The short and violent road from pro-Russian oligarchy to anti-Russian one

by Stanislawski
The complete failure of the Ukrainian ?revolution? seems obvious. The perspectives for any major change have been buried for long time. Whatever will come out of the current geostrategic game between the US and the Russian Federation the Ukrainian people will not benefit from it. The question is rather how much they can still lose.

No matter how poor, corrupt and failed in all aspects of Ukrainian statehood is there still is a space to make things significantly worse for the population. Eastern Europe became a very particular place on the global map. This is where ? despite the official propaganda ? the new third-world standards have been developing. While the ?traditional? Third World regions ? parts of Africa, Asia and Latin America ? became ?developing countries? the post-soviet bloc fell into a complete economic collapse. Ukraine is definitely among those Eastern European countries which have hit the bottom in the most brutal manner. If we leave aside the absolute mafia-princedoms like Kosovo and Montenegro only Bulgaria and Romania can really compete with Ukraine in terms of absolute structural, social and economic failure. Yet, things can get worse. And they most likely will.

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Bulgaria’s failed state ?xposed again

A whopping 250+ days of protests in a row demanding the resignation of Plamen Oresharski?s government have gripped Bulgaria since June 14 when the prime minister appointed Delyan Pehevski — a well-known Bulgarian oligarch — for head of the National State Security Agency. The public pressure led to his withdrawal, but Pehevski nonetheless became the summary image of the grotesque that is Bulgarian democracy today: brutal, short-sighted, cynical, oligarchic and shallow.

?If you want to know the truth — ask a child? says an old Bulgarian proverb. The current events in Bulgaria have actually confirmed the validity of this folk wisdom. While the analysts internationally had been scratching their heads trying to figure out the political background of the protests, a 7-years-old boy who came to demonstrate with his parents revealed this ?secret? — in very simple words — to a journalist of the Bulgarian National Television.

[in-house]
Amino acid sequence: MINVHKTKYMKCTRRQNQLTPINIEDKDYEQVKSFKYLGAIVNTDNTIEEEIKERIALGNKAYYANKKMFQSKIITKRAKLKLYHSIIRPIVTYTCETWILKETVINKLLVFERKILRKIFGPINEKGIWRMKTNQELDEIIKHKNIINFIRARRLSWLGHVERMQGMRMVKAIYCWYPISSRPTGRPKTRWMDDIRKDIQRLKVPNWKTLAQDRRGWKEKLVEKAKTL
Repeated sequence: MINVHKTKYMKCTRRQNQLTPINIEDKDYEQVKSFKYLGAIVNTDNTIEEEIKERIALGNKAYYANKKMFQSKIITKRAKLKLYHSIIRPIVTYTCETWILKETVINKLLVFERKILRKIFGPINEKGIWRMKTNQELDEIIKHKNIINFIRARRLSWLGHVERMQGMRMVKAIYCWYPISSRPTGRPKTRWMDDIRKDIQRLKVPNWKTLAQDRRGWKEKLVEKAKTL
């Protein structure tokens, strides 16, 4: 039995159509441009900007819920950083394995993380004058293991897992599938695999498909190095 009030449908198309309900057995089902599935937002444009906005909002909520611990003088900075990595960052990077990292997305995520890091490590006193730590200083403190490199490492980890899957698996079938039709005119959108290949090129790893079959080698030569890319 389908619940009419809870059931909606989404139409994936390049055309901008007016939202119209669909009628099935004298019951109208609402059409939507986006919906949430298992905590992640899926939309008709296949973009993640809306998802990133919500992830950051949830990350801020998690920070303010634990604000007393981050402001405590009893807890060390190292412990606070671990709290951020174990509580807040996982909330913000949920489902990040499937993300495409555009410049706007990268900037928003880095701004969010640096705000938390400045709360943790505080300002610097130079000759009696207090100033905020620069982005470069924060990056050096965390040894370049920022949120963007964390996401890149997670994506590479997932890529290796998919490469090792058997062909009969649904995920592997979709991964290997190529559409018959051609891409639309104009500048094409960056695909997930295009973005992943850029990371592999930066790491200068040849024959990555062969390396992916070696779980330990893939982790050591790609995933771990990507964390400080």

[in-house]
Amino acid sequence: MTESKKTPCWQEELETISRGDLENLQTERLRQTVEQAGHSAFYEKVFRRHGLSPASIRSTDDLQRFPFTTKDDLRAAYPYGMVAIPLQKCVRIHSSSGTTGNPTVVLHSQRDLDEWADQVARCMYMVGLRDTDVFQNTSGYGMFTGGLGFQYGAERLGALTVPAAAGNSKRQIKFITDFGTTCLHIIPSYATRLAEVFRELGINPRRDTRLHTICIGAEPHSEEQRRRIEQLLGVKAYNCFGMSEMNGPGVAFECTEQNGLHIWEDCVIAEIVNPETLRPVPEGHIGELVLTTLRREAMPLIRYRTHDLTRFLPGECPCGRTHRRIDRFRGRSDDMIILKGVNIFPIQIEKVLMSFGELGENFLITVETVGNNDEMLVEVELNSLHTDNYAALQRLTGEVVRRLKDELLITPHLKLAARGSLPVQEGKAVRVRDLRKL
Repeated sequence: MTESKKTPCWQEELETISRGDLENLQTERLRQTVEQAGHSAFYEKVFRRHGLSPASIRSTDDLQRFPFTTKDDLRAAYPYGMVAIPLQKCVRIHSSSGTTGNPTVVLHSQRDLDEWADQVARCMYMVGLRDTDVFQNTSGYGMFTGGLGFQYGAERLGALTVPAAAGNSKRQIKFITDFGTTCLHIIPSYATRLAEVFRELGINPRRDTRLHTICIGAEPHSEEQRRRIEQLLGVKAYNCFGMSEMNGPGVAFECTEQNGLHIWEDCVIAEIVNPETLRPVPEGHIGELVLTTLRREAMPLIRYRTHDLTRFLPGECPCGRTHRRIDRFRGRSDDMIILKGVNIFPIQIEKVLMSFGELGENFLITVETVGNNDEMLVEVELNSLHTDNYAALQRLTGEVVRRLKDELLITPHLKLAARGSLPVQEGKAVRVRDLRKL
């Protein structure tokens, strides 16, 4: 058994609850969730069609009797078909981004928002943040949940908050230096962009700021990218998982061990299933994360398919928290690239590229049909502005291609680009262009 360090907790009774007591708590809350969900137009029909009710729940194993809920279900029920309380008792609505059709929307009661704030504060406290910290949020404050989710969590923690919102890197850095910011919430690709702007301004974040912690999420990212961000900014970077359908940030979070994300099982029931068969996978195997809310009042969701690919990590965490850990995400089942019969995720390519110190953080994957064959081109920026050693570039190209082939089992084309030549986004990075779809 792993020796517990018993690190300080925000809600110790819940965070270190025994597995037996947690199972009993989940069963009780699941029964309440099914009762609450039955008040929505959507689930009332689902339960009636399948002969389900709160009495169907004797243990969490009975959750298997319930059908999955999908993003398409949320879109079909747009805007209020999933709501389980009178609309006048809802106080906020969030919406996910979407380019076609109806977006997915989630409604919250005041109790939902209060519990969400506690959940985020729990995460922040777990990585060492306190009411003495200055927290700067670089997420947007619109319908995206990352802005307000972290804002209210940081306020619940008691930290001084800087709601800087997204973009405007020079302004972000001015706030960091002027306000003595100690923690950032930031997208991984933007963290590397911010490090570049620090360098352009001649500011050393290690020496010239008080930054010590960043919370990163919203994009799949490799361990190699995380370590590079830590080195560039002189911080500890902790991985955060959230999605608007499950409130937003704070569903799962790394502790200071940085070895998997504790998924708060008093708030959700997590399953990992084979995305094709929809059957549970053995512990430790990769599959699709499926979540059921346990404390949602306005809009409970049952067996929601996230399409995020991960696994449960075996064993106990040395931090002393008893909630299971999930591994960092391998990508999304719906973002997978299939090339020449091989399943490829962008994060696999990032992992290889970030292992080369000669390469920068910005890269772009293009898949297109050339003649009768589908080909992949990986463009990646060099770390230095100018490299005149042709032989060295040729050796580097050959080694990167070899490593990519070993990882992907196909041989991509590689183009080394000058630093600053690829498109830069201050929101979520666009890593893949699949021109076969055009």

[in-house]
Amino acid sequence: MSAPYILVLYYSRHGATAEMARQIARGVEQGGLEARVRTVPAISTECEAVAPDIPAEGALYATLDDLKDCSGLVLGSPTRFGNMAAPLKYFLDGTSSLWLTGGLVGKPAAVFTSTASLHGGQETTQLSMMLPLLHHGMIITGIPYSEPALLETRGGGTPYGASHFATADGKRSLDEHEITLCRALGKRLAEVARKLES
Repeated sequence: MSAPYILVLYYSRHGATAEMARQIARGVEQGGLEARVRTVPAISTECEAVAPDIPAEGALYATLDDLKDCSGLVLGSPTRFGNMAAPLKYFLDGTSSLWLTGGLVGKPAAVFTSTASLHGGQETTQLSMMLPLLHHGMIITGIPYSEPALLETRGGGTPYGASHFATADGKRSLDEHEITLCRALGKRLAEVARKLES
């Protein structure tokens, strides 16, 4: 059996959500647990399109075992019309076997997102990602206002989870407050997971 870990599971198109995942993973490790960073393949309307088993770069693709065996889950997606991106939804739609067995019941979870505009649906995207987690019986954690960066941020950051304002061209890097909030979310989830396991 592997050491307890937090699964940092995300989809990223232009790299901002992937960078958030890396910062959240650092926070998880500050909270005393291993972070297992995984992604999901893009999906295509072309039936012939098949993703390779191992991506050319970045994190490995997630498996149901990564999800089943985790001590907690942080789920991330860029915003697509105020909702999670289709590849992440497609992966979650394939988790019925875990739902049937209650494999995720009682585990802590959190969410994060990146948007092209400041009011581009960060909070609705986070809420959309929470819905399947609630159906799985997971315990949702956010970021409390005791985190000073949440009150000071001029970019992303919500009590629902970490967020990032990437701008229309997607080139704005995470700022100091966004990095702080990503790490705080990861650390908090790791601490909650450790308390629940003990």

– There is no way we can stand it anymore. You can?t live here! We hate to politicians, we hate the parties, we hate the parliament, we hate the thieves, we hate the mafia, we hate the nonsense around us. No money, no jobs, no state really. Poverty and death around us. You can?t live here! — he shouted to the microphone held against this face and proudly waved the miniature Bulgarian flag he had in his hands. This clip recorded in the early fall last year became one of the major hits in the Bulgarian internet.

This short statement, no matter how childish in its form is — in fact — very exhaustive and explanatory. At first glance it appears very confusing, particularly to an external observer. What does one associate Bulgaria with in the West? Cheap tourist destination most of all. But in the political dimension, officially, Bulgaria has a lot of democracy going on — laws, elections, a parliament, a president, EU membership, free will… Look from the outside, and it?s clearly there. The inside of this strange hologram, though, feels completely different, especially if you are a Bulgarian. One little scratch of this liberal-democratic surface and the excrement starts leaking massively.

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